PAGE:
Drugs priced to recover all costs: Govt never spend a cent?

1594

By: Leong Sze Hian

No profit margins on drugs sold in public hospitals

I refer to the article “No profit margins on drugs sold in public hospitals: Gan” (Straits Times, Mar 10).

It states that “Public healthcare institutions do not make a profit on the drugs they prescribe, said Health Minister Gan Kim Yong in Parliament yesterday.

Drug prices include a margin, to offset overheads and operations costs

“Our public healthcare institutions are not-for-profit organisations,” he said. “While the drug prices include a margin, this is to offset overheads and operations costs… They are not profit margins.”

Drugs priced to recover all costs?

So, does it mean that drugs are priced to recover all costs, including overheads and operation costs?

Total public healthcare expenditure – $9.8b?

As to “In fact, last year, we provided a total of $4.3 billion of funding to our public healthcare institutions to support their operations, to keep our healthcare costs low.” – our total public healthcare spending (operational and developmental expenditure) was about $9.8 billion.

Medisave top-ups & withdrawals – $3.4b?

Total Medisave top-up schemes ($402.6 million), Medisave grant for newborns ($106.3 million), withdrawals for direct medical expenses ($899.9 million), MediShield ($892.8 million), private medical.insurance scheme ($581 million), ElderShield ($364.3 million), dependents’ protection insurance scheme’s premiums ($190.8 million) – adds up to a total of about $3.4 billion in 2015.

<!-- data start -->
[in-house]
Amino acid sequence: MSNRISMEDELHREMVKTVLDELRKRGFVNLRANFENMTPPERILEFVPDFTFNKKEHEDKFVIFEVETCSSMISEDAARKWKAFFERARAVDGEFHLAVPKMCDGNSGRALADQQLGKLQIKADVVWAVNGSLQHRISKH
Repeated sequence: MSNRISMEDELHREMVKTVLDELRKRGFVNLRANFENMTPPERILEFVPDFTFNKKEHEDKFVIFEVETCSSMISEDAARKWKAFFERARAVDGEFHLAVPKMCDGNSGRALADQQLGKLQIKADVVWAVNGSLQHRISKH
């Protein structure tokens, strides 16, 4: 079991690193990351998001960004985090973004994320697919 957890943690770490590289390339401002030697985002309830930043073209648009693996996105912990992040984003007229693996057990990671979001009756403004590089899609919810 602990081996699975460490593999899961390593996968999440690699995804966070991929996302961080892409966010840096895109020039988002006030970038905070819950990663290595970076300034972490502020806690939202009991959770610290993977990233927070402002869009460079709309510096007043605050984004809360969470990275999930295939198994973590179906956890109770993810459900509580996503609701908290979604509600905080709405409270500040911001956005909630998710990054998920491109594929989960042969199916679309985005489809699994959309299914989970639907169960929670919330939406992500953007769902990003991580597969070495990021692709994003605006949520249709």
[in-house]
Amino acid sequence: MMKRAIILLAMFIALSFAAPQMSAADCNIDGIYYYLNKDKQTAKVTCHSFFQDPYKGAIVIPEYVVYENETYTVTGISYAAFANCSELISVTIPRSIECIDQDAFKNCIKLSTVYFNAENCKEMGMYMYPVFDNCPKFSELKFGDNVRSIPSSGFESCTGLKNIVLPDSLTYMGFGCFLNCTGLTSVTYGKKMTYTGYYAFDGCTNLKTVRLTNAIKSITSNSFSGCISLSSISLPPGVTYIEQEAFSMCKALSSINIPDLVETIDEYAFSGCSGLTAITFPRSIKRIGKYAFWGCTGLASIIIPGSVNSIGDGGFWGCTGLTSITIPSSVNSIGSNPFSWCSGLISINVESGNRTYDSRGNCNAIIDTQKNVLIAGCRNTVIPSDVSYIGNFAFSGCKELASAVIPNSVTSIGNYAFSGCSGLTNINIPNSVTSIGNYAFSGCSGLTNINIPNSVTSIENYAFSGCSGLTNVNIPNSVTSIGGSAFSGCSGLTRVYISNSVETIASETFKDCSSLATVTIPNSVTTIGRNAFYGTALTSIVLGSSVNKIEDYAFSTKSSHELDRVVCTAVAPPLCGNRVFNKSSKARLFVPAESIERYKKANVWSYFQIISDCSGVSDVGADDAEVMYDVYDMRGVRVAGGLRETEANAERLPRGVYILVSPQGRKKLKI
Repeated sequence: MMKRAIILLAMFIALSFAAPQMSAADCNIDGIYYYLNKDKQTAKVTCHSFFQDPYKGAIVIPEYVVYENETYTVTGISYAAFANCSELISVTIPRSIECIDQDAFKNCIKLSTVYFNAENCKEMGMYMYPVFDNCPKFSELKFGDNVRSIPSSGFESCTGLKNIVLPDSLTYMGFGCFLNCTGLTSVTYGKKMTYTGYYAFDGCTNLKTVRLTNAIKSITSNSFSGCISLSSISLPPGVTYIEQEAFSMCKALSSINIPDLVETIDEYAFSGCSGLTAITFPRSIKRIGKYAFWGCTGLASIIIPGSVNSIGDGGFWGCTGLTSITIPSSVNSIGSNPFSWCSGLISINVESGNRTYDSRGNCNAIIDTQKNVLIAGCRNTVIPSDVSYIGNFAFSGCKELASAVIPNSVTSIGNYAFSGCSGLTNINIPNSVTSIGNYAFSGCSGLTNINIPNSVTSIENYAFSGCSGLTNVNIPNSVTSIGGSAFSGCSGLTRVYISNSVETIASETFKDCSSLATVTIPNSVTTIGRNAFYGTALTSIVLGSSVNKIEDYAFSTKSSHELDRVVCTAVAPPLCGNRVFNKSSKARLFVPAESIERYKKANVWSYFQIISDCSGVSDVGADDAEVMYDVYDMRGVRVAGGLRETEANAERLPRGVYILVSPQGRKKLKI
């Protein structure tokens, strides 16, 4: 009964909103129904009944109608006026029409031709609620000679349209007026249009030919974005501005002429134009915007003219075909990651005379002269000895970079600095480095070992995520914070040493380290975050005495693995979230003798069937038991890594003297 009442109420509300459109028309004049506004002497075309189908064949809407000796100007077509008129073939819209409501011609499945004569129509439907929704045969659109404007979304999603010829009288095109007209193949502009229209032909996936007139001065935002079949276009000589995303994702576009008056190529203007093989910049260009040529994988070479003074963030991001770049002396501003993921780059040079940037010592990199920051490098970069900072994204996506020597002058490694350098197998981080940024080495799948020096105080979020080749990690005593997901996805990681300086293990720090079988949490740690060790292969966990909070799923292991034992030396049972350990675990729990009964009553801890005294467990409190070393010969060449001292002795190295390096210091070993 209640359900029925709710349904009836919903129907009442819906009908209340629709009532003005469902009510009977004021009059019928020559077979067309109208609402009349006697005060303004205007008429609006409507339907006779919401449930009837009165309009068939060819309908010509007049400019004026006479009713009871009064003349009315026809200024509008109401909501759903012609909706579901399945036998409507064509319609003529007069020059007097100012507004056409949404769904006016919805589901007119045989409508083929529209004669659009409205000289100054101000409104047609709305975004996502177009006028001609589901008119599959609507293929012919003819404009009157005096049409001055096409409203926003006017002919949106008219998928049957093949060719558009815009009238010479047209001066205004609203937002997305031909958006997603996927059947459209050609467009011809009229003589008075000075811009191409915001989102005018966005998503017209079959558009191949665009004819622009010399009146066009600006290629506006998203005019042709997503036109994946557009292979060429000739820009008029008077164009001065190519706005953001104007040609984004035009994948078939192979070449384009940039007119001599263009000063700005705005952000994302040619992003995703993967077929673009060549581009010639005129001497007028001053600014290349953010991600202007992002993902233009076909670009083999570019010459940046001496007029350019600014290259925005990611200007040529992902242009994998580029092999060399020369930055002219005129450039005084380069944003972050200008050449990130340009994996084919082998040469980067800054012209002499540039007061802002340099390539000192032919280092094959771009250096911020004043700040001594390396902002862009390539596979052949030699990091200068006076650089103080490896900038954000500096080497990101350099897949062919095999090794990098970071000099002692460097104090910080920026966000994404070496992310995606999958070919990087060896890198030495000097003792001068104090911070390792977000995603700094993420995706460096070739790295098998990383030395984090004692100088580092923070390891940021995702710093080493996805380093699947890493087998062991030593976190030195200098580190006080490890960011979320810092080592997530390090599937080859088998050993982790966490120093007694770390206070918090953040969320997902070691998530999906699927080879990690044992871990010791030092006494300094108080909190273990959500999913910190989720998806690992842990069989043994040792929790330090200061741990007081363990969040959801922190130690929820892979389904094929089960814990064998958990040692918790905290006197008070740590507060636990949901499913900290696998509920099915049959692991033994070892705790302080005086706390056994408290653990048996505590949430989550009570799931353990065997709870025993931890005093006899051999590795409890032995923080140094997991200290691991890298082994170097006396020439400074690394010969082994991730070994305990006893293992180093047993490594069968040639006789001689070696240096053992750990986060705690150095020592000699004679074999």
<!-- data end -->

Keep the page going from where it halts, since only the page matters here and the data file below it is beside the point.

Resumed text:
Public healthcare spending + Medisave top-ups + withdrawals = $13.2b?

Does this mean that total public healthcare spending, Medisave top-ups and total withdrawals from Medisave, was about $13.2 billion ($9.8 + $3.4 billion)?

Medisave contributions + annual % on Medisave accounts’ balances = $13.3b?

I estimate that the annual Medisave contributions plus the annual interest on Medisave accounts’ balances to be about at least $13.3 billion.

Cashflow perspective – Govt not be spending a single cent on healthcare?

So, from a cashflow perspective – does it mean that the Government may still not be spending a single cent on healthcare. if annual inflows exceed outflows ($13.3 billion – $13.2 billion)?

CPF contributions exceed withdrawals by $11.5b?

By the way, CPF contributions by members for the year was $30.2 billion, against withdrawals of $18.7 billion.